While elimination is the most effective control measure, it’s also the most challenging to achieve. It often necessitates a fundamental rethinking of processes, systems and infrastructure. However, when successfully implemented, it offers unparalleled levels of safety and protection for workers.

While elimination is the most effective control measure, it may not always be achievable in every situation. In such cases, organizations must move down the hierarchy to consider other control measures like substitution, engineering controls, administrative controls, and personal protective equipment. Nevertheless, the pursuit of elimination should always be at the forefront of safety planning, as it represents the gold standard in risk reduction.

2. Substitution

Substitution is the next level in the hierarchy of controls when elimination is not feasible. It involves replacing a hazardous material, equipment, or process with a less hazardous alternative. The essence of substitution is to swap out the hazard for something safer, thereby reducing the risk to workers.

The process of substitution begins with a thorough assessment of the hazard, its associated risks, and the potential alternatives. It is crucial to ensure that the replacement is genuinely less hazardous and does not introduce new risks or hazards that may be equally or more harmful. Careful consideration must be given to assessing the comparative risk levels between the existing hazard and the proposed substitute.

Substitution can significantly enhance workplace safety by reducing the inherent risks associated with a particular task or process. However, it’s important to recognize that substitution may not always be straightforward, and careful consideration is required to ensure that the alternative is genuinely safer. When done correctly, substitution is an effective means of risk reduction, promoting a safer and healthier work environment for employees.

3. Engineering Controls

When elimination or substitution are not viable, engineering controls come into play. These can be physical changes to the rooftop environment that reduce the risk. They can also be process-driven. The safety solutions designed and installed on the rooftop separate the roof worker from nearby fall hazards. The solution is applied to the site of the hazard before the hazard comes into contact with the roof worker. By controlling the exposure of the hazard you are able to lessen its impact. Examples of engineering controls from a product based solution is the inclusion of roof guardrails, dedicated walkways, work platforms or non-slip surfaces to mitigate the potential fall hazard. The guardrail will not remove the fall hazard as you are still working on the rooftop, but it will create a fixed barrier between you and the hazard, ultimately separating you from it. Keep in mind that an important element of an engineered control system is that it does not rely on the worker to be trained like you would in order to use a fall protection lanyard.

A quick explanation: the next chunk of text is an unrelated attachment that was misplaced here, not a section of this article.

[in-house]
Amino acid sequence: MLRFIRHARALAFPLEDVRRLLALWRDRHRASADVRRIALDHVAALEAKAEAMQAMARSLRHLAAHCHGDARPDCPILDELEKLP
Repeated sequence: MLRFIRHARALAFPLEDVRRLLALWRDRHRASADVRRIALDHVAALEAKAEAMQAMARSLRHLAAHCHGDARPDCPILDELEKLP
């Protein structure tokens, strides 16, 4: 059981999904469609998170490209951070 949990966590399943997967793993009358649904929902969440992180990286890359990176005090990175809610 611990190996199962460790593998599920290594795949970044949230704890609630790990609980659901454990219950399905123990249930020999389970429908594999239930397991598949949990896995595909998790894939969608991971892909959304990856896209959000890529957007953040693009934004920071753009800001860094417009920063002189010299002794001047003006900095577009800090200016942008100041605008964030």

• Skyline recommends: Guardrails/Barriers and Access Ladders are the two most common inquiries. Designed to be robust and reliable, our guardrails and barriers create a formidable protective barrier, ensuring that rooftop perimeters and openings are safeguarded against falls. Meanwhile, our access ladders provide secure vertical access, a crucial engineering control in preventing falls during ascent and descent. Coupling these solutions with walkway and crossover systems/platforms, building owners can create safe passage while walking and working around the rooftop.

4. Administrative Controls

Beyond physical modifications, administrative controls focus on changing work practices and procedures. This might involve scheduling rooftop work during favorable weather conditions, implementing comprehensive training programs, and establishing clear protocols for rooftop access.

  • Skyline recommends: Hazard Reviews are a great means of understanding your roof layout. Our expert assessments and audits offer building managers valuable insights and recommendations. This service supports the development of effective administrative controls and policies to enhance rooftop safety. Aside from helping building managers create a comprehensive safety plan, our experts will assist in devising various procedures and policies on working safely on worktops or at heights. This not only enhances your administrative controls – it fosters a culture of safety throughout your organization. In our experience administrative controls should always be considered, even when engineering controls are in place it is never a bad idea to understand if improvements can be made to your work processes and procedures while on the rooftop.

5. Personal Protective Equipment (PPE)